Cities around the world are experiencing the effects of climate change via increasing extreme heat worsened by urbanization. Within cities, there are disparities in extreme heat exposure that are apparent in various surface and remotely sensed observations, as well as in the health impacts. There are, however, large data gaps in our ability to quantify the heat experienced by people in their daily lives across urban areas. In this paper, we use hyperlocal observations to measure heat around Miami–Dade County, Florida. Temperature and humidity measurements were collected at sites throughout the county between 2018 and 2021 with low-cost sensors. By comparing these hyperlocal observations with a National Weather Service (NWS) site at the Miami International Airport (MIA), we show that maximum temperatures are on average 6°F (3.3°C) higher and maximum heat index values are 11°F (6.1°C) higher at sites in the county than at MIA. These measurements show that many sites frequently record a heat index above the local threshold value for heat advisory. This is in contrast with the fact that few forecast advisories are issued, and there are correspondingly few exceedances of the threshold at MIA. We use these results to motivate a discussion about the issues of this particular threshold for Miami–Dade County. We highlight the need for data that are closer to residents’ lived experience to assess the impacts of heat and help inform local and regional decision-making, particularly where heat exposure may be underappreciated as a potential public health hazard.

Open access
Fong Ngan
,
Christopher P. Loughner
,
Sonny Zinn
,
Mark Cohen
,
Temple R. Lee
,
Edward Dumas
,
Travis J. Schuyler
,
C. Bruce Baker
,
Joseph Maloney
,
David Hotz
, and
George Mathews

Abstract

A series of meteorological measurements with a small uncrewed aircraft system (sUAS) was collected at Oliver Springs Airport in Tennessee. The sUAS provides a unique observing system capable of obtaining vertical profiles of meteorological data within the lowest few hundred meters of the boundary layer. The measurements benefit simulated plume predictions by providing more accurate meteorological data to a dispersion model. The sUAS profiles can be used directly to drive HYSPLIT dispersion simulations. When using sUAS data covering a small domain near a release and meteorological model fields covering a larger domain, simulated pollutants may be artificially increased or decreased near the domain boundary because of inconsistencies in the wind fields between the two meteorological inputs. Numerical experiments using the Weather Research and Forecasting (WRF) Model with observational nudging reveal that incorporating sUAS data improves simulated wind fields and can significantly affect mixing characteristics of the boundary layer, especially during the morning transition period of the planetary boundary layer. We conducted HYSPLIT dispersion simulations for hypothetical releases for three case study periods using WRF meteorological fields with and without assimilating sUAS measurements. The comparison of dispersion results on 15 and 16 December 2021 shows that using sUAS observational nudging is more significant under weak synoptic conditions than under strong influences from regional weather. Very different dispersion results were introduced by the meteorological fields used. The observational nudging produced not just an sUAS-nudged wind flow but also adjusted meteorological fields that further impacted the mixing calculation in HYSPLIT.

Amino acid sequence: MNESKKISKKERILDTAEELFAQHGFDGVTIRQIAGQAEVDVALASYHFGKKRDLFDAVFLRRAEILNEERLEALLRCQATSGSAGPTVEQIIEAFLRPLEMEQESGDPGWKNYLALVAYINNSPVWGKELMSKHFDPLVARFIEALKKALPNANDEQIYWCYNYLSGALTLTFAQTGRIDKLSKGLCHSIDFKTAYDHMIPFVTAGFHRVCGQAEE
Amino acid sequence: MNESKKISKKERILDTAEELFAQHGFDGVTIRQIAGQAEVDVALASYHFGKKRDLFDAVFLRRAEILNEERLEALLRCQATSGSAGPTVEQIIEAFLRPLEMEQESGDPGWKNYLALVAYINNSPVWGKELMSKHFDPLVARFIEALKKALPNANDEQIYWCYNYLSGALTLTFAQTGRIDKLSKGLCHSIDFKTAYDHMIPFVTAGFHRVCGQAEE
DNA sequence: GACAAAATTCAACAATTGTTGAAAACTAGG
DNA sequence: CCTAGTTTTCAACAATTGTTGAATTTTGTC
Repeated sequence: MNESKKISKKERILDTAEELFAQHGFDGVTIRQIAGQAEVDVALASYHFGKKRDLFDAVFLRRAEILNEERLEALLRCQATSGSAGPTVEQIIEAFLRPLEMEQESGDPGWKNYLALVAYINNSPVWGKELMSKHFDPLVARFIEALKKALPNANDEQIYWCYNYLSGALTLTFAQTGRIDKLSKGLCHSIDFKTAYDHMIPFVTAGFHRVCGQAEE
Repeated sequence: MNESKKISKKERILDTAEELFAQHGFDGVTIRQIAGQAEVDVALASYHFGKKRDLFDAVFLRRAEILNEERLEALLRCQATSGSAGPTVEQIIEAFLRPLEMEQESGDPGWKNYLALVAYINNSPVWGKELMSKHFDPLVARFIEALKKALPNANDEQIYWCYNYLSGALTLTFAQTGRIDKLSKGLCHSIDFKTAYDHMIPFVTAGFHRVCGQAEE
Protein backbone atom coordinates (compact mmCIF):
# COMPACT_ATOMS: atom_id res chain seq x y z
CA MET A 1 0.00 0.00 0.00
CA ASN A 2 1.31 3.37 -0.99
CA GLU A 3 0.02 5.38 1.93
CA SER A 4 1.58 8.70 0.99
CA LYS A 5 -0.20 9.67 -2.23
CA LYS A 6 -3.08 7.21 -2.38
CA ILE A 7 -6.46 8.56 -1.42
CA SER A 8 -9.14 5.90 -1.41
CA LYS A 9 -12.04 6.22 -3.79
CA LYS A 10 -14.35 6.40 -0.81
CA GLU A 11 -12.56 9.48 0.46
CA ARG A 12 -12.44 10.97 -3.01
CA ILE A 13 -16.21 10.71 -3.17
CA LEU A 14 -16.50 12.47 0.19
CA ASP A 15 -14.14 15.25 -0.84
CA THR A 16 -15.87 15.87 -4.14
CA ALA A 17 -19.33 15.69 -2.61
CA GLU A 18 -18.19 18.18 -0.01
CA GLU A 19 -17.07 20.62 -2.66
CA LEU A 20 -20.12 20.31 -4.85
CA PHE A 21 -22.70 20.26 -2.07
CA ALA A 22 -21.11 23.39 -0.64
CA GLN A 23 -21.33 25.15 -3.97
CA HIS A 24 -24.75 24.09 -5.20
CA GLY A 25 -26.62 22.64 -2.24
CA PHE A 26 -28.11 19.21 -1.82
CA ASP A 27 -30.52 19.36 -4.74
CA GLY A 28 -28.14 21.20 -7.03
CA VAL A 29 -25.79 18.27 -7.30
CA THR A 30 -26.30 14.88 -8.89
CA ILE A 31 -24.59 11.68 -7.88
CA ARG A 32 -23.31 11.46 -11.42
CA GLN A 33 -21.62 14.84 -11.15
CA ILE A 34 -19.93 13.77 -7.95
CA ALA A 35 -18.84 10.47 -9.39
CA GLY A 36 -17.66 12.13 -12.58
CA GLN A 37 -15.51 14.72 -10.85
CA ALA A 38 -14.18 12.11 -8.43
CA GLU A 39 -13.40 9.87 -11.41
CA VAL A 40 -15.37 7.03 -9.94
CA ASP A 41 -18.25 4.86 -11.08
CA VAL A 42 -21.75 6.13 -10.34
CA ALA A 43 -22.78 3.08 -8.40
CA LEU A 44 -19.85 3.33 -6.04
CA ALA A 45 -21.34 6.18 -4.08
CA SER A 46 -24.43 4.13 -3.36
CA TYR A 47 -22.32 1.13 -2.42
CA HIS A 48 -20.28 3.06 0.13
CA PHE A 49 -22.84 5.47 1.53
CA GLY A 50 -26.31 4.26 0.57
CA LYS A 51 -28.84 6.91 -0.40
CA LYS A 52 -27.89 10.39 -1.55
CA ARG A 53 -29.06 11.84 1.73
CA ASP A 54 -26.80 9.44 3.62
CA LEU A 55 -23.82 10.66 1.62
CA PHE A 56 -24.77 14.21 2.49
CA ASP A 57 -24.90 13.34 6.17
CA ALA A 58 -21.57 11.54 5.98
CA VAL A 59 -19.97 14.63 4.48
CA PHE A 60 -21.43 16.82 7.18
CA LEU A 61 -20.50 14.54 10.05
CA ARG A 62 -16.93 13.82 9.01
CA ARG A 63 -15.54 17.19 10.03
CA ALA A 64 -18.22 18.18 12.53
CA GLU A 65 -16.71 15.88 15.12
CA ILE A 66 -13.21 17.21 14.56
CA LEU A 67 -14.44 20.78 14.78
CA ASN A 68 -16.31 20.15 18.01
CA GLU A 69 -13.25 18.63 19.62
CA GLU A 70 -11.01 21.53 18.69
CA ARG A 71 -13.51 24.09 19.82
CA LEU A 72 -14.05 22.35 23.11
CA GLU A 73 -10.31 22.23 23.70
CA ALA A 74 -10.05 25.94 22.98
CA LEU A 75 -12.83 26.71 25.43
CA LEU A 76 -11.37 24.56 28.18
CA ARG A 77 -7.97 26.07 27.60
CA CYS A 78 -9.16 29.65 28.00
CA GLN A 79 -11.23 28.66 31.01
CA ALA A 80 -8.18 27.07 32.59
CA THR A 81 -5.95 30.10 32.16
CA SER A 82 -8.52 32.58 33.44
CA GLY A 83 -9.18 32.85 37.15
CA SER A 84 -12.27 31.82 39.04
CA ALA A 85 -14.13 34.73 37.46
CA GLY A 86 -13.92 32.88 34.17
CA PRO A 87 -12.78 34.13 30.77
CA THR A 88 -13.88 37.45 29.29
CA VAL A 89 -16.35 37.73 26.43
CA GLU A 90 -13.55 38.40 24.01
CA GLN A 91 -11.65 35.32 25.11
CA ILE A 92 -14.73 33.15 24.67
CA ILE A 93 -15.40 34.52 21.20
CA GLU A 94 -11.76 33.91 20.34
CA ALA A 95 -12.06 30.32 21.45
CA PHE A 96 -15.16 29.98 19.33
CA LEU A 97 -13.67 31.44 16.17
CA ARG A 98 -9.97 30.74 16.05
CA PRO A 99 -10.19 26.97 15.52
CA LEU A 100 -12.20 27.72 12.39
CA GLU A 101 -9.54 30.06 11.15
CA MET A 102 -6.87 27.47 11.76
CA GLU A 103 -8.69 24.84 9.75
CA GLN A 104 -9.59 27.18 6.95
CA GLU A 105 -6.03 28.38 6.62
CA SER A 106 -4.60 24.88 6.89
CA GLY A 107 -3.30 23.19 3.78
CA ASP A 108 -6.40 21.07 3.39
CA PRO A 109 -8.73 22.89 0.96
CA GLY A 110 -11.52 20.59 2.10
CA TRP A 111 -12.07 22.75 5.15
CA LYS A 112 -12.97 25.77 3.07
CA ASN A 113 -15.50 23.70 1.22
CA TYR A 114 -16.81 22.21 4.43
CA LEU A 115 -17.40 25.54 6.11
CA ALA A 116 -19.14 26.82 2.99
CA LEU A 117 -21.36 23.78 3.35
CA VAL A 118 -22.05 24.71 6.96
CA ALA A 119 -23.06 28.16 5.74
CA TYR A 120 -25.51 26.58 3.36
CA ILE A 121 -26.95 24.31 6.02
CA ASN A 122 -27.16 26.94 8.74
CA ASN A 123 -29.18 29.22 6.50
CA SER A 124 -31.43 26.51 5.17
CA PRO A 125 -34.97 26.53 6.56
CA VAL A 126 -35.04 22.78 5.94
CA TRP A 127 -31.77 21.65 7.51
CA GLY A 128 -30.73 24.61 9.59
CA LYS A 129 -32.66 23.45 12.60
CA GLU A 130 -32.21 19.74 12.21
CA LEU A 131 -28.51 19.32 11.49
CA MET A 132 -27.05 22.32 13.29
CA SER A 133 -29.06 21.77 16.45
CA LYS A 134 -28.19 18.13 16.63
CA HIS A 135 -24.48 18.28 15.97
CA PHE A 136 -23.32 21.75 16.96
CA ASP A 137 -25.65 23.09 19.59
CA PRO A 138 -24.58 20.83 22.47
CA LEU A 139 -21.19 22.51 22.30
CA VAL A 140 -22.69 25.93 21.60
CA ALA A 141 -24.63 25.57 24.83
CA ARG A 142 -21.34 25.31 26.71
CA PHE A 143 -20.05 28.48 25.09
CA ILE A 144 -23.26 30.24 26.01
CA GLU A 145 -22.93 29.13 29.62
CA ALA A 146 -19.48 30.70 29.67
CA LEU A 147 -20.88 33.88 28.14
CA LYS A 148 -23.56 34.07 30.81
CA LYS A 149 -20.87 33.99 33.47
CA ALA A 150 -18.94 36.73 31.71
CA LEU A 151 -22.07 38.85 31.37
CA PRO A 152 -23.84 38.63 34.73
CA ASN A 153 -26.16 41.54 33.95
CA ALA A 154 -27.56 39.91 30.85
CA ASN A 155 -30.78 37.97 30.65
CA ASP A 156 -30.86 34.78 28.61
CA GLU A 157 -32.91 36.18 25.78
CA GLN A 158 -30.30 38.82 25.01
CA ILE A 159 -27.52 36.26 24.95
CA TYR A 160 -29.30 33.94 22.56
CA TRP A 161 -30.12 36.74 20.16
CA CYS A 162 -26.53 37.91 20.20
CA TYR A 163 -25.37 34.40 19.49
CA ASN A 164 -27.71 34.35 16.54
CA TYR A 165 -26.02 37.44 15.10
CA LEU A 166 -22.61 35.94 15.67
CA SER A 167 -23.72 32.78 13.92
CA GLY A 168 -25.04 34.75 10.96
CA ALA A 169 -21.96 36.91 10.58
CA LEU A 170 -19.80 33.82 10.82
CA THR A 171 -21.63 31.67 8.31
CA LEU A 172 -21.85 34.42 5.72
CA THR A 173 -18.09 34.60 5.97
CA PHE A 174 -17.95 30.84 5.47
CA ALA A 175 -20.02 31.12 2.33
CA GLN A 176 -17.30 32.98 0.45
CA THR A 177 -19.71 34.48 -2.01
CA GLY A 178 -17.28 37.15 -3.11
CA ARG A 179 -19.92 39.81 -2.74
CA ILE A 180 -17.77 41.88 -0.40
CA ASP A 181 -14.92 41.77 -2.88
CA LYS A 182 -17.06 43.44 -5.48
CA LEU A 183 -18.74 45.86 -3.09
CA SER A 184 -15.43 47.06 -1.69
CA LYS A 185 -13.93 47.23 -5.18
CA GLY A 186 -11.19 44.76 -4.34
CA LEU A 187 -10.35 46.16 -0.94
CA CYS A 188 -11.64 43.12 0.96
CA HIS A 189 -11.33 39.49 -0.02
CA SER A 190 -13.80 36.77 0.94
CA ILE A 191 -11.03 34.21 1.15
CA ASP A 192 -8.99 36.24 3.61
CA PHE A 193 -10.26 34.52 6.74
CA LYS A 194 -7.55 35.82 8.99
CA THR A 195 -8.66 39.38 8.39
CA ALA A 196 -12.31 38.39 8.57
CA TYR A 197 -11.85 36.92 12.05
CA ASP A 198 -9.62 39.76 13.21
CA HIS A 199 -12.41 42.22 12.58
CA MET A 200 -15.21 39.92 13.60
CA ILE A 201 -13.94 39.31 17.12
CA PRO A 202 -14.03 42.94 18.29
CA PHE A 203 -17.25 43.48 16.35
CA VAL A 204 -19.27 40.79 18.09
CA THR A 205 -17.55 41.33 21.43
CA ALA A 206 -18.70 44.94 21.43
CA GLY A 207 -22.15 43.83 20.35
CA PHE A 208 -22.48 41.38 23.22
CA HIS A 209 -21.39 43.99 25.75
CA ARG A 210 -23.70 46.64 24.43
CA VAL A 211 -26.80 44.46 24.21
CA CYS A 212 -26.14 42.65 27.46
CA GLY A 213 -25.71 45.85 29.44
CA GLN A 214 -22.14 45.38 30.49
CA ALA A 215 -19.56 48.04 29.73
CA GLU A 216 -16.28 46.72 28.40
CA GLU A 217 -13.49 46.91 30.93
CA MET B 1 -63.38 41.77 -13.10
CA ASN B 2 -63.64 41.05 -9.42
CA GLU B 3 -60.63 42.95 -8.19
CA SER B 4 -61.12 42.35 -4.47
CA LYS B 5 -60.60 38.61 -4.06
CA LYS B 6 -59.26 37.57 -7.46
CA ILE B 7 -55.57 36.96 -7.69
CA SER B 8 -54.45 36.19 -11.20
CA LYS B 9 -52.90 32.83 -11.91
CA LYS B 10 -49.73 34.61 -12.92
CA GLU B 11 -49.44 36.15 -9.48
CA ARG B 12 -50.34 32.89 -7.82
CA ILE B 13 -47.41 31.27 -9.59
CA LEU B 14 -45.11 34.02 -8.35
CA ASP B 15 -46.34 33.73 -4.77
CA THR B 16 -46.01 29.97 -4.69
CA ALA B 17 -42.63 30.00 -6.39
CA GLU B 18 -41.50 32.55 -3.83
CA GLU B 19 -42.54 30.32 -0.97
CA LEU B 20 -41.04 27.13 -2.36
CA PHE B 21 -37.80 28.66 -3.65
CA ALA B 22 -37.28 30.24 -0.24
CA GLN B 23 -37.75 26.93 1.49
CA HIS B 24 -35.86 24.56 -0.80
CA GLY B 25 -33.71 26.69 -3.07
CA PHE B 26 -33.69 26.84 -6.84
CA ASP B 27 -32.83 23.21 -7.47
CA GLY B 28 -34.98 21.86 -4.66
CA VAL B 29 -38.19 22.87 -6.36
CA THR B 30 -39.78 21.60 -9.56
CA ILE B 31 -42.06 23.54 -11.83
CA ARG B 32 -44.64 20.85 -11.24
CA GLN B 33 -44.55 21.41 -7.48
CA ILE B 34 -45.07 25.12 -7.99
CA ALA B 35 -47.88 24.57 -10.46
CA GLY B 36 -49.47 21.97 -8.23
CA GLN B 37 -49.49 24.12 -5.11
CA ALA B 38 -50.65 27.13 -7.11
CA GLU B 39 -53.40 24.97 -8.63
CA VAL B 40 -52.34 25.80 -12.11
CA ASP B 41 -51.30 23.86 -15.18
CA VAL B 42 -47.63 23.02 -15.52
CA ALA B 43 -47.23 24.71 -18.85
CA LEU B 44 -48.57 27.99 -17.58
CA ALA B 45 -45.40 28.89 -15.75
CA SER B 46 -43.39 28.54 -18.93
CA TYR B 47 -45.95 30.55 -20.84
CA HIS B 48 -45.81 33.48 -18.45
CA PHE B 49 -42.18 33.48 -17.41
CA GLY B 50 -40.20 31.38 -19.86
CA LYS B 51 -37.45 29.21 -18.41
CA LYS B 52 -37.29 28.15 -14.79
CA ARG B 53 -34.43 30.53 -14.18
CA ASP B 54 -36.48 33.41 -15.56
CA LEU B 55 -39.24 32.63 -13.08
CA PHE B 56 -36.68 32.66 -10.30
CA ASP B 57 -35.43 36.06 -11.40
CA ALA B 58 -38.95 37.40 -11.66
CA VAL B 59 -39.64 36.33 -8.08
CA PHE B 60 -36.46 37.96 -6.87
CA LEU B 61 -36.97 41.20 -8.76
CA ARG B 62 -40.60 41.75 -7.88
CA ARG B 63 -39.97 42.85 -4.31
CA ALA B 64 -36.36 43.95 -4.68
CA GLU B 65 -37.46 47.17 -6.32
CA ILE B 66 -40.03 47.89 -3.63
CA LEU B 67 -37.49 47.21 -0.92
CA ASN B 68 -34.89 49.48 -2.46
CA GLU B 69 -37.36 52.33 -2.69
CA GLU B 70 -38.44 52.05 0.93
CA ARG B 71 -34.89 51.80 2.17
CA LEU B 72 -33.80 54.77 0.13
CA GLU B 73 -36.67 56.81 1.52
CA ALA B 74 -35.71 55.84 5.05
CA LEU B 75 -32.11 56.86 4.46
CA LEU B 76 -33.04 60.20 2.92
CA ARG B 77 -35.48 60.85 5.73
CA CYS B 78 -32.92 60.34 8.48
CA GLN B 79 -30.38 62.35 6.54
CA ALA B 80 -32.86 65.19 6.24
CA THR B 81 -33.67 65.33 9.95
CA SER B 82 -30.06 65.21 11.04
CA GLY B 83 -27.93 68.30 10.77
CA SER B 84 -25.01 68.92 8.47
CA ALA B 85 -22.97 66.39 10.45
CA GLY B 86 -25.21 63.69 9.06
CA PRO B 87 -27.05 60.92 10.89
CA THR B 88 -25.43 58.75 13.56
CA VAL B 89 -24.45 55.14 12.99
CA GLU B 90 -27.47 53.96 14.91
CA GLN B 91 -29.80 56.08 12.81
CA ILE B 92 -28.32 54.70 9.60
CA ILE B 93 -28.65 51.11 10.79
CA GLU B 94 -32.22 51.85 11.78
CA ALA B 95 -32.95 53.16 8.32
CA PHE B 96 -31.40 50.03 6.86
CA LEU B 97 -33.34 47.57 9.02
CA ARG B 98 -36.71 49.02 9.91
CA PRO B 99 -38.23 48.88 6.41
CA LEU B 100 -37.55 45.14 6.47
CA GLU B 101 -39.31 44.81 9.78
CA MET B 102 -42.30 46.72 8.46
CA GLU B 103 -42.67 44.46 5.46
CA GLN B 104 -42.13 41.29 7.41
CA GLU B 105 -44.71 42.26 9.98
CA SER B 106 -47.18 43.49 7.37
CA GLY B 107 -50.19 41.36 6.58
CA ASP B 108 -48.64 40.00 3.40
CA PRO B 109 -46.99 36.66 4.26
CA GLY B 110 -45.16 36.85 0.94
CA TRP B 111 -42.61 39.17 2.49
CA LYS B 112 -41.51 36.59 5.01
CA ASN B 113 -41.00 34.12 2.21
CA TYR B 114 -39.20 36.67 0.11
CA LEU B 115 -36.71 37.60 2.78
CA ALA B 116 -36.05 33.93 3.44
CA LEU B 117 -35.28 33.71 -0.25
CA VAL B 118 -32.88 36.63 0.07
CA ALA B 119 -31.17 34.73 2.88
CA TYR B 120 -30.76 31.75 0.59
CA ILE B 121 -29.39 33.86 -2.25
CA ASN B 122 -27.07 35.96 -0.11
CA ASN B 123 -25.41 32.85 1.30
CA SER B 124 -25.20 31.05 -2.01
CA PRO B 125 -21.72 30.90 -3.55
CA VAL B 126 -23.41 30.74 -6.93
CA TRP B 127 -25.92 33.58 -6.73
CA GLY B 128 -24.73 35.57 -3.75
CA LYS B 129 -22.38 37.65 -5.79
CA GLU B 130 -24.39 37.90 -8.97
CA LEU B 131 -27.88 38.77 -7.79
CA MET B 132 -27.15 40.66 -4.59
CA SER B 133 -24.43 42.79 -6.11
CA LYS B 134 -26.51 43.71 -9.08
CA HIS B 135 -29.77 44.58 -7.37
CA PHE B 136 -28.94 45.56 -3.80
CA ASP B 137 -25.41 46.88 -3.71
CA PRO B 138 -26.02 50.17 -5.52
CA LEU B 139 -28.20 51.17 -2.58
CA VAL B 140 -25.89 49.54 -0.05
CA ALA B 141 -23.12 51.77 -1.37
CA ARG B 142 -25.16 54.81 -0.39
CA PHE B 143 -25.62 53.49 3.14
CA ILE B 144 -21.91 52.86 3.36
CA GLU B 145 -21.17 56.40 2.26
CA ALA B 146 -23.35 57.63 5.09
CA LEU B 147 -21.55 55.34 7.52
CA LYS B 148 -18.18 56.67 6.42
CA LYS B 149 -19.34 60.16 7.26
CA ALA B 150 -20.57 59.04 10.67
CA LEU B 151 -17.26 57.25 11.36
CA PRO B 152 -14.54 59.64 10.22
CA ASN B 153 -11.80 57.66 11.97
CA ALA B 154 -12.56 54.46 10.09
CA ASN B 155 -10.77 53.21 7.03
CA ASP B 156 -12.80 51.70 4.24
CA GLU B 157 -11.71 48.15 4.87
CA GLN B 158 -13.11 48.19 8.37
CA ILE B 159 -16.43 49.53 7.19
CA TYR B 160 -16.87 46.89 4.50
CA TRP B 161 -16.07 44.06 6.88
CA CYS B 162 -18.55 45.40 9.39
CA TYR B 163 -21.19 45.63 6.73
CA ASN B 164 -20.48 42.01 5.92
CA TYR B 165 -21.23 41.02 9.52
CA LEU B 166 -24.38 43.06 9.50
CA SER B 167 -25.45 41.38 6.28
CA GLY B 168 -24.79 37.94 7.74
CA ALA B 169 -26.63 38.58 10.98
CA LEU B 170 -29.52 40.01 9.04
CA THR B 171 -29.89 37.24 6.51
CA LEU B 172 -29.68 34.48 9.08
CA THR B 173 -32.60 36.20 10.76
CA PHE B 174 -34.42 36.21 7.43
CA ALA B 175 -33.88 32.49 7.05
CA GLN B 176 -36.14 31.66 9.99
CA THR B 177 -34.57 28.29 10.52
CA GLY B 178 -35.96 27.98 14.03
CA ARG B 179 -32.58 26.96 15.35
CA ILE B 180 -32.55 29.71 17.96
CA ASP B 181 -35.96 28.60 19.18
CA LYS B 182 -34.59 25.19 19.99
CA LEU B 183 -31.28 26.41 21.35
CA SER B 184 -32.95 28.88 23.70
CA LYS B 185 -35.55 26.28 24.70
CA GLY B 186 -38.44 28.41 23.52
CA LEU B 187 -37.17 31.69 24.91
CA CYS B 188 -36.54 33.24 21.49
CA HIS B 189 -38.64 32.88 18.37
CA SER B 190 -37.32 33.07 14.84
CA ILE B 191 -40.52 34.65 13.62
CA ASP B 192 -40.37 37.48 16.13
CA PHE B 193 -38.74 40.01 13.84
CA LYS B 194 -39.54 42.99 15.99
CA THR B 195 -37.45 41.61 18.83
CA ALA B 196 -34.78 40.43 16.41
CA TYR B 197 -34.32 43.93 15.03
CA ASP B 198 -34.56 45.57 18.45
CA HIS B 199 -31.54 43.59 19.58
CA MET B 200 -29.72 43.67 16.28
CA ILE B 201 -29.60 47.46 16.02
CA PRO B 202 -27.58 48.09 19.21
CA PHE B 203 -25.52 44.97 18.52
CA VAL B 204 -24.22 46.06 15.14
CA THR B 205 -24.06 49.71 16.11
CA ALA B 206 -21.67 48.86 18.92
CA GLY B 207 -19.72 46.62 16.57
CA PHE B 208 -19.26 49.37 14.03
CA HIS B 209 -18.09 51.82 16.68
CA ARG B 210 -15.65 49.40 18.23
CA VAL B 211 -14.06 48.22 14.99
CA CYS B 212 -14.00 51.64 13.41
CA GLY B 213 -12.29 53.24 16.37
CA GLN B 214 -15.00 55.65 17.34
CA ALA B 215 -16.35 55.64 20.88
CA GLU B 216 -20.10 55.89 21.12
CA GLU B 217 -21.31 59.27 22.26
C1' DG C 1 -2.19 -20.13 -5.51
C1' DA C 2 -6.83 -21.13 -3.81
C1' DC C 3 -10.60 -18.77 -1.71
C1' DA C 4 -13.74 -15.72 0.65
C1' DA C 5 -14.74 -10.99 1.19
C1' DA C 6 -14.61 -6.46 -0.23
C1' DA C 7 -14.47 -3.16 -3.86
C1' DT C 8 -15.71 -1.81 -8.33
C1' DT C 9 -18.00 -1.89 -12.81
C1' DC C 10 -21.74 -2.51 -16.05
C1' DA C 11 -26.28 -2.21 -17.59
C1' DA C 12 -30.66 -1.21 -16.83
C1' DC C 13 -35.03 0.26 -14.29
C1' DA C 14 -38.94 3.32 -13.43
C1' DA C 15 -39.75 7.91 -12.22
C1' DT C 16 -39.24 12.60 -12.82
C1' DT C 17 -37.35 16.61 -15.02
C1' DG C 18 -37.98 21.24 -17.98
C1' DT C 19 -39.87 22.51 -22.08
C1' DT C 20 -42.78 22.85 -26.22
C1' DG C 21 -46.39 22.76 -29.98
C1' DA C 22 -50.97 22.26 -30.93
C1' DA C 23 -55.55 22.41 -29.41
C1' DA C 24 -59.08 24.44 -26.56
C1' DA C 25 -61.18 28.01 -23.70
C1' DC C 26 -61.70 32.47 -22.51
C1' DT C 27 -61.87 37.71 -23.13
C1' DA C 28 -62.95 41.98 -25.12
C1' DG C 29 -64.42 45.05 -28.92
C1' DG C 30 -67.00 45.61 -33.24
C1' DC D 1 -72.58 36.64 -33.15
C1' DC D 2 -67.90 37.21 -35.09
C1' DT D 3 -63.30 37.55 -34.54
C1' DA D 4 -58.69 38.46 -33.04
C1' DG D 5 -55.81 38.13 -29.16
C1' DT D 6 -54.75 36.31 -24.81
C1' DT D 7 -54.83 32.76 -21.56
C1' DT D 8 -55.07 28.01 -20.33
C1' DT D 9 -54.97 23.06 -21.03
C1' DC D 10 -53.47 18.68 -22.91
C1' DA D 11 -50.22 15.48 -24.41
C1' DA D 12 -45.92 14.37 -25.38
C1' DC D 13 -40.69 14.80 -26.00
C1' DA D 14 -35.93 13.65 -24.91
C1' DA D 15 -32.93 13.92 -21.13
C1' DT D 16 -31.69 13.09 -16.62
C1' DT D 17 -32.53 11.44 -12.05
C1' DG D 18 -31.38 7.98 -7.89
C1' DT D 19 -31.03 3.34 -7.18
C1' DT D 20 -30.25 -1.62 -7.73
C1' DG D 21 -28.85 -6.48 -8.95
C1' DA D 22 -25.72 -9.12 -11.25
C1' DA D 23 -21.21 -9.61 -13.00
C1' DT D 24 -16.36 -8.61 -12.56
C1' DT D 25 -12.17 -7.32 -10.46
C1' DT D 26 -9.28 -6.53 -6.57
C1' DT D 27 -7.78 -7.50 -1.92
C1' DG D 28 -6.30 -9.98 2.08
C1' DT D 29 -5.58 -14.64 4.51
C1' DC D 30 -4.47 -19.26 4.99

Open access
Oscar Guzman
and
Haiyan Jiang

Abstract

Estimating the magnitude of tropical cyclone (TC) rainfall at different landfalling stages is an important aspect of the TC forecast that directly affects the level of response from emergency managers. In this study, a climatology of the TC rainfall magnitude as a function of the location of the TC centers within distance intervals from the coast and the percentage of the raining area over the land is presented on a global scale. A total of 1834 TCs in the period from 2000 until 2019 are analyzed using satellite information to characterize the precipitation magnitude, volumetric rain, rainfall area, and axial-symmetric properties within the proposed landfalling categories, with an emphasis on the postlandfall stages. We found that TCs experience rainfall maxima in regions adjacent to the coast when more than 50% of their rainfall area is over the water. TC rainfall is also analyzed over the entire TC extent and the portion over land. When the total extent is considered, rainfall intensity, volumetric rain, and rainfall area increase with wind speed intensity. However, once it is quantified over the land only, we found that rainfall intensity exhibits a nearly perfect inversely proportional relation with the increase in TC rainfall area. In addition, when a TC with life maximum intensity of a major hurricane makes landfall as a tropical depression or tropical storm, it usually produces the largest spatial extent and the highest volumetric rain.